IROS Research Paper: Excavation of Fragmented Rocks with Multi-modal Model-based Reinforcement Learning
Excavators are used widely in a range of engineering fields. However, excavator operation is often both dangerous and costly, challenges that can be overcome through the use of automated excavators. The majority of the literature on this topic focuses on the excavation of soil. Soil is mostly homogeneous and if a path is laid out, the controller is likely able to simply follow it.
However, for a pile of rocks, if the operator simply moves the digging bucket straight through the rocks, the bucket is likely to get stuck, meaning that smarter strategies are needed to excavate rocks. In this work, the research team aimed to equip automated excavators with similar capabilities compared to human operators. The proposed method first designs a discrete set of primitive motions taking advantage of excavation domain knowledge. Then a multi-modal dynamics model based on RNN is learned from a small amount of real-world data. Lastly, a model predictive controller is used for closed-loop planning.
Framework for learning-based excavation of fragmented rigid objects
To evaluate the new approach, researchers compared three manual design strategies, with brute-force, random shooting, and Monte Carlo tree search (MCTS) planners on different planning horizons. These manual strategies and planners were tested for different trials, which penetrate the surface with shallow, medium, and deep depth. Two metrics were used for comparison. The first metric is the number of trajectories that resulted in excessive force and jammed the robot. The other metric is the weight of excavated objects per action. From the results, the manual strategies significantly underperform the other methods.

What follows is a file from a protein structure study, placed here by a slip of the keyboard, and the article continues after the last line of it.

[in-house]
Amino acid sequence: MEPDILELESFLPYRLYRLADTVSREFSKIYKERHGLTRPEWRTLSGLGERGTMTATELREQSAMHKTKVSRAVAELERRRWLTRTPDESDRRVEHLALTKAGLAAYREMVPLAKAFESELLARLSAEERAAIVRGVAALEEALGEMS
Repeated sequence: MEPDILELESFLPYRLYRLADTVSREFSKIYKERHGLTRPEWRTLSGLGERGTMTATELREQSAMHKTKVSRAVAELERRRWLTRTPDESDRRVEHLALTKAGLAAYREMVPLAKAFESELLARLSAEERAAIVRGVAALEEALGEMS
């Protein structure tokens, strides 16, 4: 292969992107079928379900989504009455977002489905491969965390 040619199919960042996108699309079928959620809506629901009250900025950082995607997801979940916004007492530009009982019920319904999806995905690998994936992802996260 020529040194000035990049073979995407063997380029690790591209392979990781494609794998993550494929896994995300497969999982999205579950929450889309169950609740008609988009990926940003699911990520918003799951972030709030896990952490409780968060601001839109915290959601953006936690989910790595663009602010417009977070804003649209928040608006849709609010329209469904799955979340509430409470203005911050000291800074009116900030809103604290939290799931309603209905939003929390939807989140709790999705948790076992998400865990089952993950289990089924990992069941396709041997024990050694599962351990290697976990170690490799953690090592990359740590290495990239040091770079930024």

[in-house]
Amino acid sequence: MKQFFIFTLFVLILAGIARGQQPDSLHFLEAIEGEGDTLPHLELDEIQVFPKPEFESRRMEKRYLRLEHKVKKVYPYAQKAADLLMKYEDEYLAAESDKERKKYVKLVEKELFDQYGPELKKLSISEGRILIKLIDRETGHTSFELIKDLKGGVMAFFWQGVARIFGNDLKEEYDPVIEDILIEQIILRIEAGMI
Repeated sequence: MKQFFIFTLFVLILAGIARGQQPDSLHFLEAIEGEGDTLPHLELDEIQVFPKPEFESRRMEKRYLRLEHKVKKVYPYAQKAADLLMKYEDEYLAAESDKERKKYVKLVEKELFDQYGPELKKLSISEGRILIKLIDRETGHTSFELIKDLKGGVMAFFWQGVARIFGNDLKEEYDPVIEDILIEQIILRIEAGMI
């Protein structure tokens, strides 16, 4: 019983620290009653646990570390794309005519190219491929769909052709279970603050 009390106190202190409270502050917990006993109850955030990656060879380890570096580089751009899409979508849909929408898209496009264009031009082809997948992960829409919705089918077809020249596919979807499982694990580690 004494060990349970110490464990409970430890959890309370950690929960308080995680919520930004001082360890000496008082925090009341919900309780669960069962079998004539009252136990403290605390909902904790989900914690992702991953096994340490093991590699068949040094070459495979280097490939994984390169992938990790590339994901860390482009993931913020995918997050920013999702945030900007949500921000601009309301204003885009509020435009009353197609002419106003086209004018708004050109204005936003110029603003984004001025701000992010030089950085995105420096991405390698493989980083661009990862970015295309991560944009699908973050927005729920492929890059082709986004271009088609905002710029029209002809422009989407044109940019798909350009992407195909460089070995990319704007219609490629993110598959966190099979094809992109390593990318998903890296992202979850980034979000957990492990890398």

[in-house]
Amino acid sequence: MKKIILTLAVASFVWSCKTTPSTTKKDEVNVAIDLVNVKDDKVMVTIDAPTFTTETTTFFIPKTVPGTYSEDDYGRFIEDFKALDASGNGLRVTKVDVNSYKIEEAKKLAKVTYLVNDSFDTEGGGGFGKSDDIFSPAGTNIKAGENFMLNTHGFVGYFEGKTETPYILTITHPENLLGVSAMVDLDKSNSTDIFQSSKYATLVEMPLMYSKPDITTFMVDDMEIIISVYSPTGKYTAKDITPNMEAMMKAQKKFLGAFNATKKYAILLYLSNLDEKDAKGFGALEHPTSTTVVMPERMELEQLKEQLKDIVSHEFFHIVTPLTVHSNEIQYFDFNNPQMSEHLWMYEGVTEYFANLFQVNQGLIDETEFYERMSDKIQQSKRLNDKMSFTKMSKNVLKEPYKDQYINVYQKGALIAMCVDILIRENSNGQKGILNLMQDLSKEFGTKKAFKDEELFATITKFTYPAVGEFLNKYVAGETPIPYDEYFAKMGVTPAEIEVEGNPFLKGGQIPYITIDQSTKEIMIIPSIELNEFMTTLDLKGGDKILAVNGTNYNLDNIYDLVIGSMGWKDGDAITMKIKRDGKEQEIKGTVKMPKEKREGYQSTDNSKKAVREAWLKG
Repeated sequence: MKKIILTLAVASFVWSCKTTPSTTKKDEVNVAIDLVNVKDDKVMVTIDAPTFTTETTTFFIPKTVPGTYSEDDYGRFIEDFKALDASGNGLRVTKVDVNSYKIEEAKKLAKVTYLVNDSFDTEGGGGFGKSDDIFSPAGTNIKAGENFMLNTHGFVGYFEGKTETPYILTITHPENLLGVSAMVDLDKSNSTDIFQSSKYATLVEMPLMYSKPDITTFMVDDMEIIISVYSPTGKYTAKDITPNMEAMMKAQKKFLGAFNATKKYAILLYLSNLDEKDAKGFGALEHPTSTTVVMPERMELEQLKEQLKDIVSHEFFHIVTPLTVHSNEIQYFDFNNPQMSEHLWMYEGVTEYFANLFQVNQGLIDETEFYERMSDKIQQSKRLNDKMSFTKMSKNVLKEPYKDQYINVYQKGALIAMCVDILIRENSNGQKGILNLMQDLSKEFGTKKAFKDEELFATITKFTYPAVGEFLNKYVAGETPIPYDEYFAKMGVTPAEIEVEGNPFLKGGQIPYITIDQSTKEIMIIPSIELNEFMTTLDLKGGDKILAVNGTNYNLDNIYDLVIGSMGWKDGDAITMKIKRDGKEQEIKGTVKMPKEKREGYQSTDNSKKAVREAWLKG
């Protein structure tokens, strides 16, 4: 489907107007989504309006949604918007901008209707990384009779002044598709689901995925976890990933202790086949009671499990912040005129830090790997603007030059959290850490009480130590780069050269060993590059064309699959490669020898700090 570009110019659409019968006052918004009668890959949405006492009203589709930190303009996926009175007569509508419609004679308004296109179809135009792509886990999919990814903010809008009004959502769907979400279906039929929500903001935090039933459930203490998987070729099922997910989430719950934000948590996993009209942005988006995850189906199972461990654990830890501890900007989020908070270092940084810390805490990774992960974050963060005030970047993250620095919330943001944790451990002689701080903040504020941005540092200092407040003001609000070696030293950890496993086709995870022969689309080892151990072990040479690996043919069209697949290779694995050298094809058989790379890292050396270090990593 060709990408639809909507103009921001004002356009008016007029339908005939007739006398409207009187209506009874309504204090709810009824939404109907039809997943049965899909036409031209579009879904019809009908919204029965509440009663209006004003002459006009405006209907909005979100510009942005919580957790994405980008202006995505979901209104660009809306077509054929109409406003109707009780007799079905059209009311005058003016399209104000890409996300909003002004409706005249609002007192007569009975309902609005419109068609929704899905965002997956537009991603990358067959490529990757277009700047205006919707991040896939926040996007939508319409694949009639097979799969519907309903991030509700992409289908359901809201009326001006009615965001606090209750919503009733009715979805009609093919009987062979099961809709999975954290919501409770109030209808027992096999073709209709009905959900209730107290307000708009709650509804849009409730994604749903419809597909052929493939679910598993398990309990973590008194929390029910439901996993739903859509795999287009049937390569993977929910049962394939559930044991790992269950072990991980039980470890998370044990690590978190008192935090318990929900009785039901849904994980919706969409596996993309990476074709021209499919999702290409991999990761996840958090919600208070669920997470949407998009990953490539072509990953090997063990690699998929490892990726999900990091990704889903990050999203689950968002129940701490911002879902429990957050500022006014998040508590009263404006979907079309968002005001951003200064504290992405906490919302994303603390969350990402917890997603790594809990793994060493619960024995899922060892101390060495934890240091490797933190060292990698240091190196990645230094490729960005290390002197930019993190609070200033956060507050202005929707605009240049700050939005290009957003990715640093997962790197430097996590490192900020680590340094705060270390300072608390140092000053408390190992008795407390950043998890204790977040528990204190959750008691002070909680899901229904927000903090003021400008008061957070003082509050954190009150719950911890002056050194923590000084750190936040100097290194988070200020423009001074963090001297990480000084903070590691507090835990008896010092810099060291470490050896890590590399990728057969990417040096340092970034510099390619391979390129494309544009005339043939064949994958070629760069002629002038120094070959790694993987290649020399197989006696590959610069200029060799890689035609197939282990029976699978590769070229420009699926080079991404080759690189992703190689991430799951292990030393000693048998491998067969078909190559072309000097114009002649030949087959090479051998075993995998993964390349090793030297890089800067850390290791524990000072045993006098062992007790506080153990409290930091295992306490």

Trajectory execution on the robot arm for excavating rigid blocks
Baidu RAL will also present an approach for learning-based robotic excavation, Imitation Learning and Model Integrated Excavator Trajectory Planning at IROS 2022. The two-stage method integrates data-driven imitation learning and model-based trajectory optimization to generate optimal trajectories for autonomous excavators. Baidu RAL researchers further evaluated this method on different material types, such as sand and rigid blocks. The experimental results show that the proposed two-stage algorithm combining expert knowledge and model optimization can increase excavation weights by up to 24.77% with low variance.
About Baidu RAL
The Robotics and Autonomous Driving Lab (RAL), Baidu Research, has two locations, in Sunnyvale, California, USA, and Beijing, China. RAL focuses on frontier research and incubation projects, including autonomous driving, robotics, perception, navigation, and simulation. We aim to bridge the gap between academic research and industrial applications. The RAL team is developing novel construction, mining and transportation robotics systems and applications, including the first autonomous excavator system that has been used for more than 10,000 hours in the real world.